Creech, The Sleep of Reason
pp, ISBN: 978-1904130-53-6, £8.99 (paperback only),
Publication, 1 March 2013
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note about The Sleep of Reason
Morri Creech's third collection
of poems, The Sleep of Reason, is a lyrical examination
of liminal states of consciousness and experience the
shadowy terrain between sleep and waking, dream and nightmare,
life and death, history and the present moment. Including
both a surprising take on Keats's "Ode to a Nightingale"
and a dark meditation on the perils of the sublime, The
Sleep of Reason explores the anxieties, horrors, and dreams
that flash just beneath the surface of the waking mind, combining
formal elegance and an acknowledgment of literary tradition
with a fresh, contemporary voice.
A note on Morri Creech
Creech was born in Moncks Corner, South Carolina, USA, in 1970
and was educated at Winthrop University and McNeese State University.
He is the author of two previous collections of poetry, Paper
Cathedrals (Kent State University Press, 2001) and Field
Knowledge (Waywiser, 2006), which received the Anthony Hecht
Poetry prize and was nominated for both the Los Angeles Times
Book Award and the Poets Prize. A recipient of NEA and
Ruth Lilly Fellowships, as well as grants from the North Carolina
and Louisana Arts councils, he is the Writer in Residence at
Queens University of Charlotte, where he teaches courses in
both the undergraduate creative writing program and in the low
residency M.F.A. program. He lives in Charlotte, North Carolina
with his wife and two children.
Morri Creech's own website
for The Sleep of Reason
Its a rare thing in this day and age to encounter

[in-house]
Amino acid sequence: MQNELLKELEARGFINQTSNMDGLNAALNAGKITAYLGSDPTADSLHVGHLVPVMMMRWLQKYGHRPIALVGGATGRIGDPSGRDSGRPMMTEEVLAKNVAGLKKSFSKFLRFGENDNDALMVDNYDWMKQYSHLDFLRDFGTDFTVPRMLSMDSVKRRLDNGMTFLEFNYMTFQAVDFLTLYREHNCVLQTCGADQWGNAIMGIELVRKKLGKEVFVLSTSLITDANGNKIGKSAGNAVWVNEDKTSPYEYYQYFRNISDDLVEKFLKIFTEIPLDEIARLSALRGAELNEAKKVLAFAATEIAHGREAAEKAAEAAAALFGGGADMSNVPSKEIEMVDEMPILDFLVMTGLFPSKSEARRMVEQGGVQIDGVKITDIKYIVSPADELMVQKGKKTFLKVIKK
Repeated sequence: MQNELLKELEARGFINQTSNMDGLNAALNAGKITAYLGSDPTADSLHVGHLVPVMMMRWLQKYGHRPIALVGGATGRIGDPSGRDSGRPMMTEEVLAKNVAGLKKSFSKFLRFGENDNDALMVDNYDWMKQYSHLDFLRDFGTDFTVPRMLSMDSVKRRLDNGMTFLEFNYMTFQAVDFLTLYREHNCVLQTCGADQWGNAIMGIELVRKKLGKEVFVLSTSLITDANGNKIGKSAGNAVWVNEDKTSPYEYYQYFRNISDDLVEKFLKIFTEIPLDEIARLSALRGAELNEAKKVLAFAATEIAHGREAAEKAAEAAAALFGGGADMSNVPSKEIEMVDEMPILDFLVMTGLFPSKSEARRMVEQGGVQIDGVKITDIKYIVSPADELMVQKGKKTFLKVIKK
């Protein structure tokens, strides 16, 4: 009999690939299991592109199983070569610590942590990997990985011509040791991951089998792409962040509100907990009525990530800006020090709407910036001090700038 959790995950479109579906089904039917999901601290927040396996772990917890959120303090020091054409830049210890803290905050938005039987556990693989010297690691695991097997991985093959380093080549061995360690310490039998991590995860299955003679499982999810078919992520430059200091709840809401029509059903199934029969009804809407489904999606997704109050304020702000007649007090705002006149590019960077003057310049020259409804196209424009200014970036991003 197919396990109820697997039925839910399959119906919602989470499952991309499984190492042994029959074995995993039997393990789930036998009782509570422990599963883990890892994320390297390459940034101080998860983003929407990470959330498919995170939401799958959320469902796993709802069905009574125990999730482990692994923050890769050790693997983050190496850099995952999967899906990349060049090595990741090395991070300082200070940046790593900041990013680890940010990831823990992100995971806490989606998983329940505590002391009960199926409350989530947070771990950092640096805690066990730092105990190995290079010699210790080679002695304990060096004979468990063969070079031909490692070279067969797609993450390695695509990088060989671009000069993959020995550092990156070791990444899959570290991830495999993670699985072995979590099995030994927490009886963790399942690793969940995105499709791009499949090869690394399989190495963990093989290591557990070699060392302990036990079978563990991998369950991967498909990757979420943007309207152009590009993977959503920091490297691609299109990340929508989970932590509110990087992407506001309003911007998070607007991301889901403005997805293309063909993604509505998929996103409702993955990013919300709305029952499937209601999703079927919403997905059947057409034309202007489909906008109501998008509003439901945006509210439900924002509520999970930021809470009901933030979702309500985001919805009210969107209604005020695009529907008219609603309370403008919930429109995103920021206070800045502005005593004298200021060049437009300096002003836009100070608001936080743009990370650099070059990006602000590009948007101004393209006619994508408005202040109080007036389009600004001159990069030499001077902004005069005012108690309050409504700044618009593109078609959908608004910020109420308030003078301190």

a poet unafraid to think out loud and, moreover, one who possesses
the lyric gifts and intellectual savvy to translate those thoughts
into the material realities of everyday life. Formal and mimetic,
elegiac and acerbic, equally at home with a painting from the
Dutch Golden Age and the circus sprawl of popular culture, The
Sleep of Reason is as accomplished and intrepid a book of
poems as one is likely to find. Sherod Santos
in these poems are "ordinary," a man, say, at the
start of a day, looking in a mirror, looking out a window, carrying
out the trash, having a job, having a family, having a self,
and wondering how it is doing, wondering what his future and
his past and this day are; and writing about these things in
beautiful expressive lines of verse, faithful measured lines
with their varied subtle pressures and subtle cadences, responsive
to the variety of pressures and cadences of the thoughts and
feelings of the life being lived." David Ferry
|Poetry readers who have encountered Creech's Field Knowledge
and Paper Cathedrals will be intrigued by this third book. W
of The Sleep of Reason
"The title of Morri Creechs third volume comes from